At last, neuroscience is having an impact on computer science and artificial intelligence (AI). For the first time, scientists in Tomaso Poggio’s laboratory at the McGovern Institute for Brain Research at MIT applied a computational model of how the brain processes visual information to a complex, real world task: recognizing the objects in a busy street scene. The researchers were pleasantly surprised at the power of this new approach.

“People have been talking about computers imitating the brain for a long time,” said Poggio, who is also the Eugene McDermott Professor in the Department of Brain and Cognitive Sciences and the co-director of the Center for Biological and Computational Learning at MIT. “That was Alan Turing’s original motivation in the 1940s.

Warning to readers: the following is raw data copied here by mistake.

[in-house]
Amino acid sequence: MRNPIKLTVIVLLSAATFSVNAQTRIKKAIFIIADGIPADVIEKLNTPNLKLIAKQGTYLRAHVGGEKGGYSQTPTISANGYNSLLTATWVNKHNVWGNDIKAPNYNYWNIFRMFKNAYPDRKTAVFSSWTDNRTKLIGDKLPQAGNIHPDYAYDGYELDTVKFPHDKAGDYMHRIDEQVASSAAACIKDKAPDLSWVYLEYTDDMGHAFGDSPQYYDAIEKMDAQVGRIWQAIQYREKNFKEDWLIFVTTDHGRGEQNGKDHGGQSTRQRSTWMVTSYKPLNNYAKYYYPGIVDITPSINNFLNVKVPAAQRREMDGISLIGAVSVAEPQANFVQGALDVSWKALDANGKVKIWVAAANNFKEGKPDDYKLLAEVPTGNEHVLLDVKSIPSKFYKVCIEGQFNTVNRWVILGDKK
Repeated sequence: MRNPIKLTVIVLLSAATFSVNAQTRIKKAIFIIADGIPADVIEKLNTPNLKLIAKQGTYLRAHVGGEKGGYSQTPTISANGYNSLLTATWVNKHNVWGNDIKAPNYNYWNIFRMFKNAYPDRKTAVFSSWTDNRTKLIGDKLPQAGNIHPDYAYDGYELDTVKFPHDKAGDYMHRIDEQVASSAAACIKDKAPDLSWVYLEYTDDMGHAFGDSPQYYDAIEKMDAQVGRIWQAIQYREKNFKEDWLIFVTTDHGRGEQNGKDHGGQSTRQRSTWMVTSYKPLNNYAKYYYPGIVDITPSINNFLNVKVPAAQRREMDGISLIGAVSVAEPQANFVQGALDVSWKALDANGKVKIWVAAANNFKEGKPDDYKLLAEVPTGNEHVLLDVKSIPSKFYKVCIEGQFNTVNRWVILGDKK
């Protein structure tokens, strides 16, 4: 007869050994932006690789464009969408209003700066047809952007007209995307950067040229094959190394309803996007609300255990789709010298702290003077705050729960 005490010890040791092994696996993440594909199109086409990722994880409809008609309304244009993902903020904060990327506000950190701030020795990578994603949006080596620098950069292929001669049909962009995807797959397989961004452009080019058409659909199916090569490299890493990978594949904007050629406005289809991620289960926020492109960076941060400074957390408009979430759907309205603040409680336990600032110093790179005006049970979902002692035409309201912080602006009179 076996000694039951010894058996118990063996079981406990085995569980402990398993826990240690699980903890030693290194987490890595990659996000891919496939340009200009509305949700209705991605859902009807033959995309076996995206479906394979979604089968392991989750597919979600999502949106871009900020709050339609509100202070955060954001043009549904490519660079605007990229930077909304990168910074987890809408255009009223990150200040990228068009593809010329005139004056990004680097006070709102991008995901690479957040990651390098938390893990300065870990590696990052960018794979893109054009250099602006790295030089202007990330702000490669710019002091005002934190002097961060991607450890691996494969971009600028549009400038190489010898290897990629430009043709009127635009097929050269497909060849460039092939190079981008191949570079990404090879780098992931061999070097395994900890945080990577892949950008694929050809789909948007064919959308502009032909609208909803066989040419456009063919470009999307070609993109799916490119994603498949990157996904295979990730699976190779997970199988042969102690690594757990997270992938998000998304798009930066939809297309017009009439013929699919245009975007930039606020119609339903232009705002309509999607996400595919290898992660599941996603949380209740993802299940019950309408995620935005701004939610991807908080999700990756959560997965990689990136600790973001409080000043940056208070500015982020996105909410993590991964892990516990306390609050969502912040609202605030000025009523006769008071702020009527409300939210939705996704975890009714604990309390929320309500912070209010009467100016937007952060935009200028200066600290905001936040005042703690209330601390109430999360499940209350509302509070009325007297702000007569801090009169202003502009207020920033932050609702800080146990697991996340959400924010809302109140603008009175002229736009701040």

Suzuki roshi, in his wonderful Zen mind, beginner's mind, talks about the mental approach necessary for the study of Zen. It's an open, naïve attitude, without preconceptions and without habits which limit thought into certain patterns. I think it's the same as that the scientist should employ. math whiz Garth Sundem was on Good Morning America today - even better, Diane Sawyer referred to him as both 'genius' and 'charming.' I bet she says that to all the writers! Garth talked about his book, Geek Logik and did live demos of his equations. Congratulations, Garth!